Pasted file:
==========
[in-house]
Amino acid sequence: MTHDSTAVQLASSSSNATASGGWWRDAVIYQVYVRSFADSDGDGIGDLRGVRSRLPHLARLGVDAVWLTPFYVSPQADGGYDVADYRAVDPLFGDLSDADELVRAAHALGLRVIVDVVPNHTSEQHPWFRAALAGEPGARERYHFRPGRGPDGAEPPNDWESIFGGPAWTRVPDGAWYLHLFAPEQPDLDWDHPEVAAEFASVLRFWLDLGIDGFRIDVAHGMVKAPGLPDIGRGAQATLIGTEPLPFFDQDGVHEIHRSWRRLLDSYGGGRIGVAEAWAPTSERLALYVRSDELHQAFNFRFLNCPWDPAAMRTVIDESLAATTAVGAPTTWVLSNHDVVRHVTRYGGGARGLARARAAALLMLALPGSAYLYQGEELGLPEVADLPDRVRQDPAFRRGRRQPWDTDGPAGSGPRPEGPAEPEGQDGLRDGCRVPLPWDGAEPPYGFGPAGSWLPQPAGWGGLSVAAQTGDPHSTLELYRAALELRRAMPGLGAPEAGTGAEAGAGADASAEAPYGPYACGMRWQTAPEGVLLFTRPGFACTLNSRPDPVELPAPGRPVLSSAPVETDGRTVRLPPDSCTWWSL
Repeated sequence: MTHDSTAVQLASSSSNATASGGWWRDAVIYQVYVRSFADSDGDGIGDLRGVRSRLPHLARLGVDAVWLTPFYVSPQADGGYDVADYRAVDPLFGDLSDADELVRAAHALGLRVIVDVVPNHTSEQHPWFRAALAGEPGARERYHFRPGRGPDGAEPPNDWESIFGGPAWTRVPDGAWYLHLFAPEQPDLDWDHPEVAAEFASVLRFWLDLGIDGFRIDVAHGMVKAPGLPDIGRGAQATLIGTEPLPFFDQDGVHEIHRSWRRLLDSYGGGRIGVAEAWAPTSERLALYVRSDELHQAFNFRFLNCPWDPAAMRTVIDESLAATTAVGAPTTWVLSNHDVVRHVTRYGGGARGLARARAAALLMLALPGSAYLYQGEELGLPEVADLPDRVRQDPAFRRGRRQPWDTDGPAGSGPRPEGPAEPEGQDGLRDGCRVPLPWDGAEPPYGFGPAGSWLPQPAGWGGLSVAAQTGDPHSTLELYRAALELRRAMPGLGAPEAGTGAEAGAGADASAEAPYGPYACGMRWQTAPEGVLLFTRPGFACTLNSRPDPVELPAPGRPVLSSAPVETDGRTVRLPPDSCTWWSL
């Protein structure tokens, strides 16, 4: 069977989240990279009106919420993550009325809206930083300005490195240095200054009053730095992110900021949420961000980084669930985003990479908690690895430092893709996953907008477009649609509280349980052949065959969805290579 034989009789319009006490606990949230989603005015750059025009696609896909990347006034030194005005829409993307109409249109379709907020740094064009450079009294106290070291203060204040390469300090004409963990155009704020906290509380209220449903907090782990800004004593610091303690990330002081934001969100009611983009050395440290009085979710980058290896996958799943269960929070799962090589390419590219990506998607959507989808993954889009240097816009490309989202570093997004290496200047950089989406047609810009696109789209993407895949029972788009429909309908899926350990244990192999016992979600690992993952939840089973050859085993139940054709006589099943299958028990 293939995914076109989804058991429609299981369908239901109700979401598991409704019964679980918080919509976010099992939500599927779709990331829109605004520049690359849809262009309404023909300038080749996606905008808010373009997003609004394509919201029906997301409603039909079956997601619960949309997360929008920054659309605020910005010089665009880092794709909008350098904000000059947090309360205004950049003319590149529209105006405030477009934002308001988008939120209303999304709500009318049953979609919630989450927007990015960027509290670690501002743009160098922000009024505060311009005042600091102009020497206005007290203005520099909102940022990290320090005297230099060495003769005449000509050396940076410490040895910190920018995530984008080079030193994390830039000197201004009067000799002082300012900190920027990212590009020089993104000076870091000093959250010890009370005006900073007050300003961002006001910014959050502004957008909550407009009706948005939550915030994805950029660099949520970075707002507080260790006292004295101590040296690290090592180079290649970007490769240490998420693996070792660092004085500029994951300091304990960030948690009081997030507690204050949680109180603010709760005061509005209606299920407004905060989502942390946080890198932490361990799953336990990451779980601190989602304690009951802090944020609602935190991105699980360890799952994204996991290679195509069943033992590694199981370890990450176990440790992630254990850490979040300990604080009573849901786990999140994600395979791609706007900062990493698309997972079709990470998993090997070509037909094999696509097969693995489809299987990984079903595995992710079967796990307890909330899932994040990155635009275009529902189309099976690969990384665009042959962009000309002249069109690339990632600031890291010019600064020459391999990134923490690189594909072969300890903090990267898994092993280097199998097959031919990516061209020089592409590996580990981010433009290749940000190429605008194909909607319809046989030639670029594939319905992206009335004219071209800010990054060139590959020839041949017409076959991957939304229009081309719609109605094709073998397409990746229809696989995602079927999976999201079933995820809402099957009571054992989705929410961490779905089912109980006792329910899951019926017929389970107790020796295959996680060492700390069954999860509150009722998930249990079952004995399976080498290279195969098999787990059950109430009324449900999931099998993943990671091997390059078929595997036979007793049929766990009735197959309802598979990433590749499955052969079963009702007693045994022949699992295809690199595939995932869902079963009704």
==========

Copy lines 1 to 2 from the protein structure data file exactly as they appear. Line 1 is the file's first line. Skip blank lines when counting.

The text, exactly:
[in-house]
Amino acid sequence: MTHDSTAVQLASSSSNATASGGWWRDAVIYQVYVRSFADSDGDGIGDLRGVRSRLPHLARLGVDAVWLTPFYVSPQADGGYDVADYRAVDPLFGDLSDADELVRAAHALGLRVIVDVVPNHTSEQHPWFRAALAGEPGARERYHFRPGRGPDGAEPPNDWESIFGGPAWTRVPDGAWYLHLFAPEQPDLDWDHPEVAAEFASVLRFWLDLGIDGFRIDVAHGMVKAPGLPDIGRGAQATLIGTEPLPFFDQDGVHEIHRSWRRLLDSYGGGRIGVAEAWAPTSERLALYVRSDELHQAFNFRFLNCPWDPAAMRTVIDESLAATTAVGAPTTWVLSNHDVVRHVTRYGGGARGLARARAAALLMLALPGSAYLYQGEELGLPEVADLPDRVRQDPAFRRGRRQPWDTDGPAGSGPRPEGPAEPEGQDGLRDGCRVPLPWDGAEPPYGFGPAGSWLPQPAGWGGLSVAAQTGDPHSTLELYRAALELRRAMPGLGAPEAGTGAEAGAGADASAEAPYGPYACGMRWQTAPEGVLLFTRPGFACTLNSRPDPVELPAPGRPVLSSAPVETDGRTVRLPPDSCTWWSL